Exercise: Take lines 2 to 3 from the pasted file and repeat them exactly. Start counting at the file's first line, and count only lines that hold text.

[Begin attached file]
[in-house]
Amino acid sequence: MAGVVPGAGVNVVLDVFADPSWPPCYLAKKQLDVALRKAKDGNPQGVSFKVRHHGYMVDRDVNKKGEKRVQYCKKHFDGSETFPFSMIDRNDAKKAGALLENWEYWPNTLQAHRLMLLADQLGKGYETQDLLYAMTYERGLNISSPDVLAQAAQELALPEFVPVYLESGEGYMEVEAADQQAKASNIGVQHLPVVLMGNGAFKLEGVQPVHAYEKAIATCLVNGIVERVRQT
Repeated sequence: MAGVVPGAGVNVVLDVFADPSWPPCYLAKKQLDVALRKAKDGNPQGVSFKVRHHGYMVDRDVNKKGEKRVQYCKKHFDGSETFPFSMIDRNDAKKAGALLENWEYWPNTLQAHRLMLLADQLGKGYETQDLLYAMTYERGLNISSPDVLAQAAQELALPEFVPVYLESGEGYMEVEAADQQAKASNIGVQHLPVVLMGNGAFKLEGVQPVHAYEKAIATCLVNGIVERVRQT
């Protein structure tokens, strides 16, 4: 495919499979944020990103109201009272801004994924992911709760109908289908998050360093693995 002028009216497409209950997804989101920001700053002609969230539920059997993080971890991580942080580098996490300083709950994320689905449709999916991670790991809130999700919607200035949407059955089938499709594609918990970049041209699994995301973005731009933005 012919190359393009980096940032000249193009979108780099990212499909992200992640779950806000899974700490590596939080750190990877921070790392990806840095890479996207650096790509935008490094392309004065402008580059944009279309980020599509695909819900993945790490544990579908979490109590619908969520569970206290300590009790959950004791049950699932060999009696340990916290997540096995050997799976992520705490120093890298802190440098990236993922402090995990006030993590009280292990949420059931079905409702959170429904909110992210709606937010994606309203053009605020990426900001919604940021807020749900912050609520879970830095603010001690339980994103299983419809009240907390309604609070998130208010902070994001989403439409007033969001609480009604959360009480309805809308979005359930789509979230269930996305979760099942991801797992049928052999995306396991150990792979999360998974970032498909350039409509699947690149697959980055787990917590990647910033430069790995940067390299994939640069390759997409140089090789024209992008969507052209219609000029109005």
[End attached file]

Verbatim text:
Amino acid sequence: MAGVVPGAGVNVVLDVFADPSWPPCYLAKKQLDVALRKAKDGNPQGVSFKVRHHGYMVDRDVNKKGEKRVQYCKKHFDGSETFPFSMIDRNDAKKAGALLENWEYWPNTLQAHRLMLLADQLGKGYETQDLLYAMTYERGLNISSPDVLAQAAQELALPEFVPVYLESGEGYMEVEAADQQAKASNIGVQHLPVVLMGNGAFKLEGVQPVHAYEKAIATCLVNGIVERVRQT
Repeated sequence: MAGVVPGAGVNVVLDVFADPSWPPCYLAKKQLDVALRKAKDGNPQGVSFKVRHHGYMVDRDVNKKGEKRVQYCKKHFDGSETFPFSMIDRNDAKKAGALLENWEYWPNTLQAHRLMLLADQLGKGYETQDLLYAMTYERGLNISSPDVLAQAAQELALPEFVPVYLESGEGYMEVEAADQQAKASNIGVQHLPVVLMGNGAFKLEGVQPVHAYEKAIATCLVNGIVERVRQT